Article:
Amusing article from the Baltimore Sun- Mtbr.com
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  1. #1
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    Amusing article from the Baltimore Sun

    Maybe, we should invite Bush to come on one of our group rides

    --------------------
    Presidential hobby with a thrill
    --------------------

    Sun Journal

    February 12, 2005



    WASHINGTON - Cancel the cozy days at Camp David. Put away the underused
    running shoes. When it comes to weekend enjoyment, all George W. Bush seems
    to need is some winding trails and a helmet.

    And his mountain bike.

    Lately, Bush has been logging scores of miles on a secluded spread in
    Beltsville and the rolling hills of Quantico, Va., far from the White House
    whirl.

    "He's become a biking maniac," said Mark McKinnon, his media adviser and
    frequent cycling companion.

    What began as a way for the president to stay fit, after three decades of
    running ruined his knees, is now his passion.

    Besides burning calories at a 1,000-per-hour clip, cycling gives Bush an
    emotional rush that sometimes surpasses the one he got from running.

    "He's obsessed with it," McKinnon said. "He now likes to do nothing but work
    out on his bike, and he does it with a frenzy that is reserved for people
    like Lance Armstrong."

    Bush's face lights up at the mention of biking, a heart-thumping release
    from the stress of his job.

    "Prayer and exercise are what keeps me going," he told a Great Falls, Mont.,
    man who asked about his mountain biking.

    His penchant for the messy, sometimes dangerous sport captured media
    attention when he took a face-battering spill from his Trek bicycle -
    reportedly a $3,100 carbon-frame model - while riding it through the hills
    of his Crawford, Texas, ranch last year.


    "We got thrills, spills - you name it," Bush told an Associated Press
    reporter who accompanied him on a ride that saw the president sail over his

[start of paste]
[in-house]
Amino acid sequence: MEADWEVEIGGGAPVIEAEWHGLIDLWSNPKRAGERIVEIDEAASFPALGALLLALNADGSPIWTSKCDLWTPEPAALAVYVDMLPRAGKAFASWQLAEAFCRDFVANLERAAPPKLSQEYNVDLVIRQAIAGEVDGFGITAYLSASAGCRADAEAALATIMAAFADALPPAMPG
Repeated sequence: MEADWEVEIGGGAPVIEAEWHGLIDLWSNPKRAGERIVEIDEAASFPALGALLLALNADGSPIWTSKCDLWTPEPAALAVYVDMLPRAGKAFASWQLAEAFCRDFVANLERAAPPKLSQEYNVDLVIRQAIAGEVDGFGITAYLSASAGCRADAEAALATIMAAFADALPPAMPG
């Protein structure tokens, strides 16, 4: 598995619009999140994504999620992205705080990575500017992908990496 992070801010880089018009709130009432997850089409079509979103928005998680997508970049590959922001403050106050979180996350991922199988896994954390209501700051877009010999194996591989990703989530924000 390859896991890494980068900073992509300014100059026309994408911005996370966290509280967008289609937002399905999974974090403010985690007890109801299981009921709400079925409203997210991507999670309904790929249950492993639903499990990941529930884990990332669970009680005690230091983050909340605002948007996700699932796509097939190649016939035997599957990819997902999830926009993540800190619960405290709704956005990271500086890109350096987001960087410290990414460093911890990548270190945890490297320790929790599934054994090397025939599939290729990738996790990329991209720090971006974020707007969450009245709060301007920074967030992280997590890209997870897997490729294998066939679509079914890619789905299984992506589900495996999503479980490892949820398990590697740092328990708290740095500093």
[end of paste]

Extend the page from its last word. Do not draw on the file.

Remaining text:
handlebars, crash to the ground and then hop back on his bike.

    For Secret Service agents and others who have ridden with Bush, it can be a
    perilous experience. At least one agent has broken several bones trailing
    the president.

    It can also be demoralizing - he is famous for leaving stragglers behind -
    but seldom boring.

    "It's a rocky, blazing trip. You can't catch your breath - you're not just
    meandering along," said Vance Holmes, a cinematographer who has shot Bush
    campaign commercials and videos - and found himself listening to some
    presidential ribbing after he fell behind during a ride.

    Other presidents have also slipped workouts into demanding schedules.

    Harry S. Truman favored brisk early-morning walks. Herbert Hoover tossed a
    10-pound medicine ball with Cabinet members. Jimmy Carter and most of his
    successors were avid joggers - as was Bush, until doctors advised him last
    year to take pity on his joints and quit.

    But perhaps no president since Theodore Roosevelt, who combined harrowing
    horseback rides in Rock Creek Park with subzero skinny-dips, has relished so
    risky a hobby.

    That may be why Bush likes it.

    "There's an inherent danger in the mountain bike every time you get on it.
    It's one of those things where you have to concentrate on doing that at the
    moment - you can't be thinking about Middle East peace or the future of
    Social Security. In that sense, it's probably relaxing," said Lewis L.
    Gould, a retired University of Texas historian.

    That appears to be the case for Bush, who isn't chatty during bike rides,
    save for what McKinnon calls "hoo-hahing" and "testosterone sort of
    towel-snapping remarks."

    "He loves to do this because it gives him mental focus," McKinnon said,
    adding that "the more stressful things are ... the more he works out."

    That may not always be a good thing. An overly zealous bike excursion at his
    ranch may have hurt Bush's debate performance against Sen. John Kerry,
    earning him poor reviews and late-night TV ridicule at a critical stage of
    the presidential race.

    Bush "thinks he worked out too hard" the day before the first debate,
    according to McKinnon. "We really blew it out."

    Mountain-biking is an integral part of Bush's fitness regime, which includes
    riding a racing bike on rollers at the White House and working out on an
    elliptical trainer and treadmill.

    The combination puts his fitness level in the top 5 percent of men in his
    age group, said Dr. Kenneth H. Cooper of Dallas, one of Bush's physicians
    and a prominent fitness advocate.

    "If a person starts having musculoskeletal problems and has to stop running,
    they can transition to another type of activity and get the same
    cardiovascular benefits. I put cycling way up there. It's strongly
    recommended," said Cooper, who pioneered the aerobics movement in the 1960s.